But I woke up. After a few years in a kind of haze, not really enjoying my classes, I became the most serious student alive and made up my mind to pursue a graduate degree in English. As an undergraduate, I tried a huge array of majors before realizing that I was squandering an opportunity and that I might not get a second chance. In the last year and a half of this period, I finally settled on and earned a journalism degree, and began to envision myself as a writer. So how, in the following years, did I first get sidetracked from this aspiration?

8th grade intimations of an awakening

Like many who were or should have been English majors, reading and writing have always come naturally to me. By the time I was in the eighth grade, I had announced my desire to become a writer. My parents quickly informed me that since I wouldn’t be able to earn a living that way, I should choose something more practical, and besides I still had to go to high school anyway. And then college. Because they had a deep respect for education, they suggested that I become a teacher. But, of course, they never thought I would be an adjunct.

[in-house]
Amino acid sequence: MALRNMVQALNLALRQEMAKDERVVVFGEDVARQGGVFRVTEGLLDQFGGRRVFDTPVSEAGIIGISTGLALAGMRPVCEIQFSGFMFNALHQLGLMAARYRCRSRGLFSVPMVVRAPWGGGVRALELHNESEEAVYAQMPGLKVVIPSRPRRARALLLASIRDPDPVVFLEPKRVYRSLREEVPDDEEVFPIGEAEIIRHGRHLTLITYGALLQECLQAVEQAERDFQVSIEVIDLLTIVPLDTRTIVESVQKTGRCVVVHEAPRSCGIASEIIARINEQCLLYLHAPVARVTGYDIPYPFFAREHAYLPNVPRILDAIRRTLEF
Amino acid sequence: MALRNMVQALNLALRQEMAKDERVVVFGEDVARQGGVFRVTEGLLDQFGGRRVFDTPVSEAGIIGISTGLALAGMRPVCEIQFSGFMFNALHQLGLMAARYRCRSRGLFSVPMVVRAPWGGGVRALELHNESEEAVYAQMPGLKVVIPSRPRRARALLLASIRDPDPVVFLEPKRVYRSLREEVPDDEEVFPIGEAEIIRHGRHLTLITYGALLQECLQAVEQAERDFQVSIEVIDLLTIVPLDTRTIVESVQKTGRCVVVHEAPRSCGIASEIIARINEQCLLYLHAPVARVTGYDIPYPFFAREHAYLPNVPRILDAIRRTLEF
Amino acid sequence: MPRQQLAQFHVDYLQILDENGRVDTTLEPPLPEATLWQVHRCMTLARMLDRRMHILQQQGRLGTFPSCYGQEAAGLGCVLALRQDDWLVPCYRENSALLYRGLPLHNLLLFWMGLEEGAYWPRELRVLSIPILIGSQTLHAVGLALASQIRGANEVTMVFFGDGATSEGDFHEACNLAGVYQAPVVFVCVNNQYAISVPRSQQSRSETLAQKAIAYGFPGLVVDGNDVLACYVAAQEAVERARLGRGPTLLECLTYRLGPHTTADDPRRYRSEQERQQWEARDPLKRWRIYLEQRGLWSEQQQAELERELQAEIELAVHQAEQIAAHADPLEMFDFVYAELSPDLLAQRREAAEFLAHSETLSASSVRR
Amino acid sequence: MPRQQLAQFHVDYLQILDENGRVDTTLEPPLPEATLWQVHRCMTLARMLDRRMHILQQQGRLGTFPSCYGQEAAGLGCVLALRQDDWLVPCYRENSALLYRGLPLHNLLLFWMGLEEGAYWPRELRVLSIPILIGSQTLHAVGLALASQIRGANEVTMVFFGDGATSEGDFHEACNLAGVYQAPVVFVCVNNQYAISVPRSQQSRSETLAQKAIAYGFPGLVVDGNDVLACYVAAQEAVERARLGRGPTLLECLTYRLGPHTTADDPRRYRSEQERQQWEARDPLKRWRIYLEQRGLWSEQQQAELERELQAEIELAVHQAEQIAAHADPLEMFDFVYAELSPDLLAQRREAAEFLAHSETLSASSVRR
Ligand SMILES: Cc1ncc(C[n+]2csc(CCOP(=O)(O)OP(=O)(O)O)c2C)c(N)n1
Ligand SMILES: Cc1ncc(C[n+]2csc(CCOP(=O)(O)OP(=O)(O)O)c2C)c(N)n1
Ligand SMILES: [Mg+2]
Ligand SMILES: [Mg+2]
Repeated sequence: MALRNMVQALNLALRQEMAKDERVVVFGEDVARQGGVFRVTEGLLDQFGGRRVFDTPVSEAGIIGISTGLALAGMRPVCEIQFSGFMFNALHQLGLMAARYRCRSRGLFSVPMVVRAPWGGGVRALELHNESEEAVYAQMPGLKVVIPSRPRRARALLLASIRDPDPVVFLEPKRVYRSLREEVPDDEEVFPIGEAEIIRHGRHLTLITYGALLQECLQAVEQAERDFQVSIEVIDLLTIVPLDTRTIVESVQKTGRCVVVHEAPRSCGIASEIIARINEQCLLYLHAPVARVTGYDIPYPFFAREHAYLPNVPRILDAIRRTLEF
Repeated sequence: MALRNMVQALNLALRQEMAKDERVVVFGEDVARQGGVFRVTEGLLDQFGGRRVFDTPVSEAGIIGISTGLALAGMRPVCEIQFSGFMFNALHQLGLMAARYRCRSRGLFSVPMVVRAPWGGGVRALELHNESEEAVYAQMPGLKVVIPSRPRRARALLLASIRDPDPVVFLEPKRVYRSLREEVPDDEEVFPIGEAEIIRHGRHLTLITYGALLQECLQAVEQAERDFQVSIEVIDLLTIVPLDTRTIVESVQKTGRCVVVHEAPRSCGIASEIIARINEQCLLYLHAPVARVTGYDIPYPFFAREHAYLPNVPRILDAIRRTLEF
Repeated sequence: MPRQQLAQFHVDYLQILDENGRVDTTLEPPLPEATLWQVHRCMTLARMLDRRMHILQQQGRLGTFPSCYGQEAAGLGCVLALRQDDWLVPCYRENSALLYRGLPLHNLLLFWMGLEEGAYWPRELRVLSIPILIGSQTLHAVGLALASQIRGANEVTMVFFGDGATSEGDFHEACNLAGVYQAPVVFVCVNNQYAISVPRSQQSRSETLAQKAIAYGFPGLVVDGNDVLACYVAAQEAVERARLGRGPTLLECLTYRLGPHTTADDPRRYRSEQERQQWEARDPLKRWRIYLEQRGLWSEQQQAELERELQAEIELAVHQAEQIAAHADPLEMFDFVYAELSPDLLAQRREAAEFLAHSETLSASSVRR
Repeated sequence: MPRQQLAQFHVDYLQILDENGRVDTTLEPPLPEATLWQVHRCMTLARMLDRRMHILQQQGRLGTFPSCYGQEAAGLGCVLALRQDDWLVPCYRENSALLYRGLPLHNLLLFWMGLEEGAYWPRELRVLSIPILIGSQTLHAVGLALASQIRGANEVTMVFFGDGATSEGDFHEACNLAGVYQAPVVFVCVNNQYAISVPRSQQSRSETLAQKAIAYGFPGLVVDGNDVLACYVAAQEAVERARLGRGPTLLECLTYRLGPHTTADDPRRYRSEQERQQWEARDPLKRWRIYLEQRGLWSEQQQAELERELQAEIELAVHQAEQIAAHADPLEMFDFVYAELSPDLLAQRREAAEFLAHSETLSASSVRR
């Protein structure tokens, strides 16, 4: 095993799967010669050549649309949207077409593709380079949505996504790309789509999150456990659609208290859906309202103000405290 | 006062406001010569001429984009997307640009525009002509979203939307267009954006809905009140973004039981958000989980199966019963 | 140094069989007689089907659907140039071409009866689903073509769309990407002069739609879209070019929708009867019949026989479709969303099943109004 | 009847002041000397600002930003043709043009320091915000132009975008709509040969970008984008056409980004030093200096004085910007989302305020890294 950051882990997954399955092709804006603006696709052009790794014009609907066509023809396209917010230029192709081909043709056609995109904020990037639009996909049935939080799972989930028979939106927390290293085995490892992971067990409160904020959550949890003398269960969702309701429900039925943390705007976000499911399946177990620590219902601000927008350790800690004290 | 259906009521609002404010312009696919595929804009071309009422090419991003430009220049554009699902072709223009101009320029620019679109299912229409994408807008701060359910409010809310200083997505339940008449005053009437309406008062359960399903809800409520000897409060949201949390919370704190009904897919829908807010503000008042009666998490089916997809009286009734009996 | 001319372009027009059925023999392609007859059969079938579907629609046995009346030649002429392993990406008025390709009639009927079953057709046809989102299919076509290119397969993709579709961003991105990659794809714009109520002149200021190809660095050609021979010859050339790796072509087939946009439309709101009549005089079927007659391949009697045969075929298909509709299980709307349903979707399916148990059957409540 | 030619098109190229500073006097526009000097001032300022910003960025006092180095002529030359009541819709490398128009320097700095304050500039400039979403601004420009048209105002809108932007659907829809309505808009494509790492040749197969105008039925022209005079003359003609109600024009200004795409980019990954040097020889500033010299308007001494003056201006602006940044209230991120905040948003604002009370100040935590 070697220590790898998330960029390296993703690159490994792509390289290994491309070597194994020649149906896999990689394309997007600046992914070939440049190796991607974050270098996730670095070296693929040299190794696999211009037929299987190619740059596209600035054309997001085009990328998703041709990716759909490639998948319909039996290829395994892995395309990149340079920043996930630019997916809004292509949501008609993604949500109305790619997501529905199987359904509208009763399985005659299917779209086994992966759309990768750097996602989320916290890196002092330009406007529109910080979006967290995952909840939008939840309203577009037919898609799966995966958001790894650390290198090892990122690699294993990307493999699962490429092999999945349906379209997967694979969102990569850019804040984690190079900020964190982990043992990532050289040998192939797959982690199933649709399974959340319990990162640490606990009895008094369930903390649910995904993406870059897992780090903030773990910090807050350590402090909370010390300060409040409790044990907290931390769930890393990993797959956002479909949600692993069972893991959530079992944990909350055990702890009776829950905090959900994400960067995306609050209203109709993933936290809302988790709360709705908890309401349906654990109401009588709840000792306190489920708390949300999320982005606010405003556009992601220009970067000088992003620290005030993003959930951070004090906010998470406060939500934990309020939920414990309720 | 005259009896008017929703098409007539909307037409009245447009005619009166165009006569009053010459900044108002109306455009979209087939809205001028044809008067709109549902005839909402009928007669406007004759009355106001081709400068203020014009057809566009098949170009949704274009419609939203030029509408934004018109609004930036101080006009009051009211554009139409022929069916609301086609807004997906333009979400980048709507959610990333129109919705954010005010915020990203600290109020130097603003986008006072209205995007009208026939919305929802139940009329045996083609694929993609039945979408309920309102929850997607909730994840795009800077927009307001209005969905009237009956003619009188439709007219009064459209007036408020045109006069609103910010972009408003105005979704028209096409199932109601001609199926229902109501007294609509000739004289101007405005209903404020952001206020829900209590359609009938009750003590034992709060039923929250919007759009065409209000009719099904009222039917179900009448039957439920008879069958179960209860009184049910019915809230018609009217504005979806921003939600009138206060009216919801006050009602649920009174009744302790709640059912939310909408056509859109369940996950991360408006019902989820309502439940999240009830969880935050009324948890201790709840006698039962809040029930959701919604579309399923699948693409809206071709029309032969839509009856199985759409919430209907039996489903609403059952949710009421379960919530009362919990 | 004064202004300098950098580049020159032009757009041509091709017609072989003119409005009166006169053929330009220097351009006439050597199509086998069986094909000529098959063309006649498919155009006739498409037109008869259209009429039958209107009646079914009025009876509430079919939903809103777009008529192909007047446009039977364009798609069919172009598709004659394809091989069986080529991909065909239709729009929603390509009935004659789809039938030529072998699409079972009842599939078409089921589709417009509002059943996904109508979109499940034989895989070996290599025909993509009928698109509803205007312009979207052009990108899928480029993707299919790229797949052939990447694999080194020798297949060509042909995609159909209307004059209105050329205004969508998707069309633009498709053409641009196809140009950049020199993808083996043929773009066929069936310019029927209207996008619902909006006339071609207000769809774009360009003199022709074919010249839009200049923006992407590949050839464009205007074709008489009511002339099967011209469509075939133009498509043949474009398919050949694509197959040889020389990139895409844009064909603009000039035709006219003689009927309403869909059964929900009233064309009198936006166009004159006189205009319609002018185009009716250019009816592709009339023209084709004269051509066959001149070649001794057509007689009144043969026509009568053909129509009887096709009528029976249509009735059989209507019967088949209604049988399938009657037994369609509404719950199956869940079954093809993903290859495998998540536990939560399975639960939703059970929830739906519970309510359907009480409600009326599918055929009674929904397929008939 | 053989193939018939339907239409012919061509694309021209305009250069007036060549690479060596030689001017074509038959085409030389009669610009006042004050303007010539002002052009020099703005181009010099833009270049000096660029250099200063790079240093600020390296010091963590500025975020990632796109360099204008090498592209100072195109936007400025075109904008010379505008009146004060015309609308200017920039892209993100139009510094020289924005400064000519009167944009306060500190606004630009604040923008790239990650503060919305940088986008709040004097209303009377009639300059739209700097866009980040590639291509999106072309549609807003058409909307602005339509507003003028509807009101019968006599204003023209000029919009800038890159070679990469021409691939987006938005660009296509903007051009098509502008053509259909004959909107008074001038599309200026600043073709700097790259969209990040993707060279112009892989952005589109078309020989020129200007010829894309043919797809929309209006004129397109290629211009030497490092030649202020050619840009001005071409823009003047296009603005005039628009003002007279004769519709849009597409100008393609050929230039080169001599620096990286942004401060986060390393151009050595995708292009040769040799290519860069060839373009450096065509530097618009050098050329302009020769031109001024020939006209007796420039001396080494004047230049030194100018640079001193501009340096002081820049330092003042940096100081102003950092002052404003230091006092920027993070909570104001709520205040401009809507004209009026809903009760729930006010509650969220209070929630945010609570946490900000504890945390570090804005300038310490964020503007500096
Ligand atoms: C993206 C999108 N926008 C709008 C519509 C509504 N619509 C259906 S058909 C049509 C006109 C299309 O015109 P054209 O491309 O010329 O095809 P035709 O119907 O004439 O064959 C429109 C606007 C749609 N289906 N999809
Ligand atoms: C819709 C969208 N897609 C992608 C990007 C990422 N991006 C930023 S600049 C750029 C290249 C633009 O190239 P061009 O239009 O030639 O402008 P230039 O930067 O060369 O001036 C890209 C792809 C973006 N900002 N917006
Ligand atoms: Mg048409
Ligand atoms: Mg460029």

Awakening to a calling (or, a fateful turn)

In the liminal period between my undergraduate and graduate years, I attended a community college (coincidently, the one at which I now teach most of my classes). As the voracious post-baccalaureate student whose intellectual hunger could not be quenched, I made the most of this brief experience. Fatefully, it is where I decided my future path: I would be a community college professor, a more financially stable option than trying to earn a living as a journalist (or so I thought). I wanted to write and I wanted to learn, and I wanted to earn a living for it; where better to find the life of the mind than as a college professor? Little did I realize then, or even after I had earned my master’s degree, that in the world of neoliberal corporate education, college professors were no longer considered essential. The full realization of how non-essential would not become apparent to me for many years.